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Chapter XXXIX, of Cassells Illustrated History of England, Volume 9 page 4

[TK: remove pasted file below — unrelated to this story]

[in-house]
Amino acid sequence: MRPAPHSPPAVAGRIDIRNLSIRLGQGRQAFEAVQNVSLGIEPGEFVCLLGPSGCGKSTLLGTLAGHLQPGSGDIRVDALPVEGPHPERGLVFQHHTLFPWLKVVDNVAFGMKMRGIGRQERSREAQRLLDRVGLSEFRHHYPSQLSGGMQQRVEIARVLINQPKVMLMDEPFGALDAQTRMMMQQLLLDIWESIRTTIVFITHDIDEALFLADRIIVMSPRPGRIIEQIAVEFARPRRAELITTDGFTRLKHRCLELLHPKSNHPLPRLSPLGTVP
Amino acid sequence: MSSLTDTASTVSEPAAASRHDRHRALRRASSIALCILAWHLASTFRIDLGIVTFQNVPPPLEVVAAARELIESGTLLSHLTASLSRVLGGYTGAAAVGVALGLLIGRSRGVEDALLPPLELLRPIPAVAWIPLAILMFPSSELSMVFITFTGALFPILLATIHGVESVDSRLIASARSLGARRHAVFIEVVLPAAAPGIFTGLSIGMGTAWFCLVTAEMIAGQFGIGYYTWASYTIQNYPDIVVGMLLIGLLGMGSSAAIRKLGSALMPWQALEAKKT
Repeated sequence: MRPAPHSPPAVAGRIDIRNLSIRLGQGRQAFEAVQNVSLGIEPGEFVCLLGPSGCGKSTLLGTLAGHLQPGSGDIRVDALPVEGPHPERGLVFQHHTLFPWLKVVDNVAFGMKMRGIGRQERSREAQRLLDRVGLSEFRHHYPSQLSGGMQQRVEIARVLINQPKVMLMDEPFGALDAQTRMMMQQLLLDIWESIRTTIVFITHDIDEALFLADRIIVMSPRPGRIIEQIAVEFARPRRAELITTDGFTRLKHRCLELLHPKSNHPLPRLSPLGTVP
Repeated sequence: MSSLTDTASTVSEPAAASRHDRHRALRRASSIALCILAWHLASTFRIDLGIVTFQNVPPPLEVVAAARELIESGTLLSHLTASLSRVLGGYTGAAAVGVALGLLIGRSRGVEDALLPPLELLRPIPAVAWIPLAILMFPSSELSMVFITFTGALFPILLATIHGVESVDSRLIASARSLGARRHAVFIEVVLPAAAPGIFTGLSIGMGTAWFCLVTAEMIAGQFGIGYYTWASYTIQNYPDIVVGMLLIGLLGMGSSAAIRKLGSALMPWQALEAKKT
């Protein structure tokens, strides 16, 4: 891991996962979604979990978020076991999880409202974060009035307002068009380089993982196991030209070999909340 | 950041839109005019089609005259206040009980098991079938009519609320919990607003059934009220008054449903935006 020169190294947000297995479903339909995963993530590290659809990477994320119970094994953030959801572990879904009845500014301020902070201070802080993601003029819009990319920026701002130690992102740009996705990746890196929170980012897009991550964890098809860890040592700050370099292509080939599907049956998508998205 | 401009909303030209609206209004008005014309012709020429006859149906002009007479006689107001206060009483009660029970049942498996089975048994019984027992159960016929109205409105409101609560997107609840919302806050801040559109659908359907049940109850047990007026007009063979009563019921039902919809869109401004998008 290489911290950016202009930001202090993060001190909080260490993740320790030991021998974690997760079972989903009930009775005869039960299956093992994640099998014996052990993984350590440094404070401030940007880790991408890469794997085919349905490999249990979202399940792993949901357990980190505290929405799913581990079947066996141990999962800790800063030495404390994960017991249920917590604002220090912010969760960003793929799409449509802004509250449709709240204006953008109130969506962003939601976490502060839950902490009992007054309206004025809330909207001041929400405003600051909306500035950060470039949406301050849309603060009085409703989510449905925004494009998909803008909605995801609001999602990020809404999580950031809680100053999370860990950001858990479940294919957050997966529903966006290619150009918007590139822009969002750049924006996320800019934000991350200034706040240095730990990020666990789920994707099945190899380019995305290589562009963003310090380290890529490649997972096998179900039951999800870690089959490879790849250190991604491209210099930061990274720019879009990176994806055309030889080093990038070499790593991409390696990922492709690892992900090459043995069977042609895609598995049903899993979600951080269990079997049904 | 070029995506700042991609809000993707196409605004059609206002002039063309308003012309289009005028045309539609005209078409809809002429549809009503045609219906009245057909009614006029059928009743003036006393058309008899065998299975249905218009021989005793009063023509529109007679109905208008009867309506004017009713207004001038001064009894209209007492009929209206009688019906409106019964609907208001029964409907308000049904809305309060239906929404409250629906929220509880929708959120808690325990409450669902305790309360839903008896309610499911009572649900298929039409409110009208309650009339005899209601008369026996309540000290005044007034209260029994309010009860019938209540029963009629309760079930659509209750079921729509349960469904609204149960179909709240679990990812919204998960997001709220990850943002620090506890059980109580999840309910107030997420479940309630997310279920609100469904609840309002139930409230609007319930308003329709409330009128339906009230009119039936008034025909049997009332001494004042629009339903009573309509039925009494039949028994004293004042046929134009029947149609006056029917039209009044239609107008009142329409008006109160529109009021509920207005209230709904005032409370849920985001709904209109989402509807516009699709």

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By the end of October came the disastrous news of the fall of Metz. Prince Frederick Charles was now free to march southward with 100,000 victorious troops, and to break up the nascent organisation of the Army of the Loire. Several weeks, however, must elapse before he could reach the Loire, and in that time the force which d'Aurelle's energy had rendered formidable might still be able to strike a blow. On the 25th October, the General concerted with the Minister of War, Gambetta, and his delegate, M. Freycinet, the plan of an advance of the 15th and 16th Corps on Orleans. This M. Freycinet was a mining engineer, whom Gambetta, fancying he saw in him an extraordinary genius for strategy and organisation, and heedless of his utter lack of military education and experience, and also of his innocence of what we should call in England " the feelings of a gentleman," had taken into the War Office and made his " alter ego." Crossing the Loire at Blois and other places, the 15th and 16th Corps, preceded by numerous bodies of Franctireurs, forming altogether an army of between 60,000 and 70,000 men, were ranged, at the end of October, on a line facing the north-east, and extending from the forest of Marchenoir to the Loire, near Beaugency. Yon der Tann, who commanded in Orleans, and whose force was considerably weaker in point of numbers, was alarmed at the movement, and prepared to march out and attack the enemy, intending, should he be unsuccessful, to evacuate Orleans. D'Aurelle continued to press forward, handling his troops warily and deliberately, as well knowing how disastrous, with such inexperienced soldiers, the consequences of any mistake might easily be. The two armies met on the 9th November, on the plain around the village of Coulmiers, ten miles west of Orleans. Chanzy was now m command of the 16th Corps, which ill health had compelled General Pourcet to relinquish. The 15th Corps on the right, advancing under the eye of the general-in-chief, carried successively the Bavarian positions at the villages of Baccon and La Renardière, which had been entrenched and fortified with great care. In the centre, Chanzy, with the 16th Corps, carried the village of Coulmiers. When night closed, the Germans were thoroughly beaten, and they took advantage of the darkness to make a forced march in retreat on Patay. But for the grave error of General Reyau, commanding the cavalry, Von der Tannas retreat on Paris might have been cut off, and his whole army would probably have been made prisoners. That officer, who covered the left of Chanzy's corps, had been ordered to advance towards the German right, and prepare to intercept their retreat should the day go favourably for the French. General Reyau, after engaging in a useless artillery combat with the German batteries at St. Sigismond, in which he lost many men, mistook the Franctireurs of Paris, a body of whom happened to be marching towards his left, for a German reinforcement menacing his flank, and under this impression led back his ten regiments of cavalry to the positions which they had occupied in the morning. Thus the chance of annihilating the retreating Germans was lost. Admiral Jauréguiberry, commanding the 1st division of the 16th Corps, sent the forty-five horsemen composing his personal escort in pursuit of the retreating column, which they overtook near Patay, and captured two guns, 130 prisoners, and quantities of baggage and ammunition! What then might not have been effected with a strong force of cavalry, if these few troopers could accomplish so much?